Phase Linear 4000 Preamplifier (Equip. Profile, Nov. 1975)

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Frequency Response: Phono, within ±1 dB of RIAA from 20 Hz to 20 kHz; High Level, within ±1 dB from 20 Hz to 20 kHz.

Gain: Phono, 65 dB; High Level, 15 dB.

Input Impedance: Phono, 47 kOhms from 20 Hz to 20 kHz; High Level, 50 kOhms.

Noise Level: Phono, 82 dB below full output; High Level, 95 dB below full output.

Output voltage: Full output 8 volts rms; better than 2.0 volts into 4.7 kOhm or greater.

Total Harmonic Distortion: Less than 0.25%; typically 0.02%.

Tone Control Range: Bass, ±8 dB at 20 Hz (selectable hinge points at 40 or 150 Hz); Treble: ±8 dB at 20 kHz (selectable hinge points at 2 and 8 kHz).

Active Equalizer Response: 6 dB/octave boost below 50 Hz.

Peak Unlimiter Attack Time: 0.5 dB/microsecond for 6 dB peak unlimit action.

Downward Expansion: Begins at -35 dB to -41 dB limit.

Autocorrelator Noise Reduction Action: High Frequency, begins at 2 kHz (for 3-dB noise reduction), reaching 10 dB noise reduction from 4kHz to 20 kHz; Low Frequency, begins at 200 Hz, reaches 20 dB at 20 Hz.

Sub-Sonic Filter Rejection: -35 dB at 5 Hz.

General Specifications

Power Switching Capability: Up to 25 amperes for associated equipment.

Power Consumption: (Preamplifier only) 40 watts.

Dimensions: 19 in. W x 7 in. H x 10 in. D (including cabinet).

Weight: 18 pounds.

Price: $599.00; cabinet, $37.00.

There are two schools of thought when it comes to preamplifiers. There are those who believe that a preamplifier should simply amplify and do nothing else to the program signals applied to it. Purists who take this position often forget that, at the very least, a preamplifier had better impart anything but flat response to the signals applied to its phono inputs from a magnetic cartridge-else one would hear reproduction devoid of all bass response and with screaming highs (thanks to the RIAA recording curve). Some purists concede that moderate-acting tone controls are a necessary evil, but should generally be bypassed by a defeat switch in the interest of "true high fidelity." Then there are those audiophiles who believe that anything that can be done in the design of a preamp to improve S/N ratios (even response-destroying high- and low-cut filters), expand dynamic range (which has been compressed in the medium, be it FM radio or phonograph discs) or even subtly fill in that octave or so that loudspeakers generally ignore, is well worth the effort. I confess that I was somewhat of a purist-up until recently. Such niceties as Dolby, dbx, ANRS (as used in CD-4 recording to reduce noise), Burwen, and now, the Phase Linear 4000 Autocorrelator Preamplifier helped change my mind.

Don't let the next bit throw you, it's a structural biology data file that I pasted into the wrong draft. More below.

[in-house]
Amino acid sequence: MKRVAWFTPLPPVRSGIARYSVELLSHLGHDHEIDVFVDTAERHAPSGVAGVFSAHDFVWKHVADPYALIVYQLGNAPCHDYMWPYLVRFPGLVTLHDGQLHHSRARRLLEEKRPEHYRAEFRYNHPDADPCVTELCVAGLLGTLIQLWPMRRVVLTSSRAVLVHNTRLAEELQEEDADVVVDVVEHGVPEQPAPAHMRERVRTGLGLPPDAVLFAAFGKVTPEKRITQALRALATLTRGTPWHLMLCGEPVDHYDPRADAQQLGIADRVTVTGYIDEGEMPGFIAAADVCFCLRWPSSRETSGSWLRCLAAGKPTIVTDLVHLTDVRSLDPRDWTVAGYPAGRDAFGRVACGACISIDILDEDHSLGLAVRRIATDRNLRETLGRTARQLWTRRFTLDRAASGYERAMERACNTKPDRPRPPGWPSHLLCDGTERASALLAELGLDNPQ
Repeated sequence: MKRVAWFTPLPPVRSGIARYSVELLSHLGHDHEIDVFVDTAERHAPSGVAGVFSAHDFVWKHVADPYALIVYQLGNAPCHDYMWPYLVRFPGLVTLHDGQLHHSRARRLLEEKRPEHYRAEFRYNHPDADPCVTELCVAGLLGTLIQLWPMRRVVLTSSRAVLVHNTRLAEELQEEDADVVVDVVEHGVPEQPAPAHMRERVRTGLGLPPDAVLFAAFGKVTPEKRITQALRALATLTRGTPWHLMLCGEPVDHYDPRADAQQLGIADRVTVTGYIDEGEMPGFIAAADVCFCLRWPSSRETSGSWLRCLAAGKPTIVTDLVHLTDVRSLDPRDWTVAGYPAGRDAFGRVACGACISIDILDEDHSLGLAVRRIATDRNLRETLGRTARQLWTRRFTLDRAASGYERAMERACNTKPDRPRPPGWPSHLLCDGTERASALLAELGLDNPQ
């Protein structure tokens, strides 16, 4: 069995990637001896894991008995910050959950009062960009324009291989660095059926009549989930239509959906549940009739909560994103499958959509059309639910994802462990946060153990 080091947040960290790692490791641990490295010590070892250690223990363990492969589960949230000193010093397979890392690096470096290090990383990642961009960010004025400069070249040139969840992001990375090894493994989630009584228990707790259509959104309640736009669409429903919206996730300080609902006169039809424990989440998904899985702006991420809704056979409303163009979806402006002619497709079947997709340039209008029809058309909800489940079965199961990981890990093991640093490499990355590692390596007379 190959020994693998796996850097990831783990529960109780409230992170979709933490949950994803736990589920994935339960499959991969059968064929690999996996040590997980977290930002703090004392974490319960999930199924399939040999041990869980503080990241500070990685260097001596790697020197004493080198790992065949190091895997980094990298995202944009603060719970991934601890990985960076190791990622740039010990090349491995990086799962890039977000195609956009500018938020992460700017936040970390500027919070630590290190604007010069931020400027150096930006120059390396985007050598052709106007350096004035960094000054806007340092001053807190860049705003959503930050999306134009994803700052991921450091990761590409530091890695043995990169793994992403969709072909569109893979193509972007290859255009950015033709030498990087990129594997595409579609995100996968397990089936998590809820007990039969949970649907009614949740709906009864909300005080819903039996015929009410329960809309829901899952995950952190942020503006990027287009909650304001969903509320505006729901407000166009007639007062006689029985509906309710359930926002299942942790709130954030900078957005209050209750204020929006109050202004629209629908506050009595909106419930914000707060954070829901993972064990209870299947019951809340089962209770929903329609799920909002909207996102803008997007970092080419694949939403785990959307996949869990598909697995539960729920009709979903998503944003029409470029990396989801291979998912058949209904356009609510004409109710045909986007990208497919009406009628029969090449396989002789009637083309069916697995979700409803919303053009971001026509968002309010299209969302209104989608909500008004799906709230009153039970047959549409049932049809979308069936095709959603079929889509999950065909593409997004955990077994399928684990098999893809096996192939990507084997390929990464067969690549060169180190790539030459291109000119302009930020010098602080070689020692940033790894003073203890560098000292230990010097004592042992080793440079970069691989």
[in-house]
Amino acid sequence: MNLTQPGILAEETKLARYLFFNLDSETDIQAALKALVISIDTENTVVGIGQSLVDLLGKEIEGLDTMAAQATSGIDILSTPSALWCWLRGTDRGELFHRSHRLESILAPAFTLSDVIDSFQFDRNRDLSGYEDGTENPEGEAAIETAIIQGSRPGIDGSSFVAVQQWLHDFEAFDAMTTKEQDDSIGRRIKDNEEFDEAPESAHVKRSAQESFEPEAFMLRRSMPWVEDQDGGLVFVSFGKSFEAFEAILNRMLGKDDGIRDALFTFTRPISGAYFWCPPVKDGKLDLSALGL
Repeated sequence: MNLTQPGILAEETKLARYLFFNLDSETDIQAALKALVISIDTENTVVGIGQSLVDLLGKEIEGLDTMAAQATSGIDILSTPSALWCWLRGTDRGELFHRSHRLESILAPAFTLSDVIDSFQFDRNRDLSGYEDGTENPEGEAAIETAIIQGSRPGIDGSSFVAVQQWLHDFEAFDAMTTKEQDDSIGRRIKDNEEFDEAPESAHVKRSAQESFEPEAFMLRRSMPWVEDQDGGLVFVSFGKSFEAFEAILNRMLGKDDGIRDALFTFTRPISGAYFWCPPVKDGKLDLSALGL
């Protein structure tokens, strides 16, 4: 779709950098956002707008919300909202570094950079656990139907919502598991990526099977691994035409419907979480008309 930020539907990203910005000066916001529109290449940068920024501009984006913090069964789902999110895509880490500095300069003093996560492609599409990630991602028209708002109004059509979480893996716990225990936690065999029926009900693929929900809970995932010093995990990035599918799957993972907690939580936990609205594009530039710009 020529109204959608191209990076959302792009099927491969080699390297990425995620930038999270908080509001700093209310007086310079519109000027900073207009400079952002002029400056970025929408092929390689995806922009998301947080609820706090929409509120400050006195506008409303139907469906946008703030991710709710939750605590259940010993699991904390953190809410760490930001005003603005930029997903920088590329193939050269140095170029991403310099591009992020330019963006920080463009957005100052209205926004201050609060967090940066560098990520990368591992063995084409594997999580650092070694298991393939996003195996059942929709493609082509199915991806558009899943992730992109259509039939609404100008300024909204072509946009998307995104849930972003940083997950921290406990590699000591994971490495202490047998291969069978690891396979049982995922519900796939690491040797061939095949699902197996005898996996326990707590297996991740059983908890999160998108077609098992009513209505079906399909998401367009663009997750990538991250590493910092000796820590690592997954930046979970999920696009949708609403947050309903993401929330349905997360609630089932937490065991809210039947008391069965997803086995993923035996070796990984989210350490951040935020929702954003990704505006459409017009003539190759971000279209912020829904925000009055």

The moment this large, impressive preamp comes out of the carton you know that you're not dealing with just another preamplifier. Its circuitry and features are, in fact, more sophisticated than those of any other preamplifier we have ever tested.

Fig. 1--Rear panel of the 4000 preamplifier.

Fig. 2--Internal view.

The massive looking front panel sports the now familiar joystick balance control located right in its center. Why a joystick balance control? Simply because the Phase Linear 4000 is a sort of hybrid 4-channel device that incorporates an SQ decoder circuit with front-back logic and therefore has four outputs. This, however, is its only 4-channel attribute, since all high level inputs and other outputs are strictly intended for stereo use. For example, the four massive tone controls symmetrically positioned about the panel are for individual control of bass and treble, of left and right channels. The other two large metal-turned knobs are for program selection (at the left) and master volume control (at the right). Of the four elegant and easy-to-finger toggle controls below the joystick, one turns on power to the unit, while the remaining three select turnover points for the bass control (150 Hz or 40 Hz) and treble control (2 kHz and 8 kHz) and permit total bypassing of the tone controls altogether (for the benefit of those purists). Nestled between the left bass and treble controls are four more lever switches. Two of these are involved in the tape monitoring functions and permit monitoring of Tape 1, Tape 2 or copying of tape to tape while listening to yet another program source.

The third lever in this area activates what Phase Linear calls an Active Equalizer, which adds a slight amount of boost at the extreme low and high ends of the audio spectrum. This feature is not to be confused with a so-called loudness control, since the degree of boost is fixed regardless of volume settings.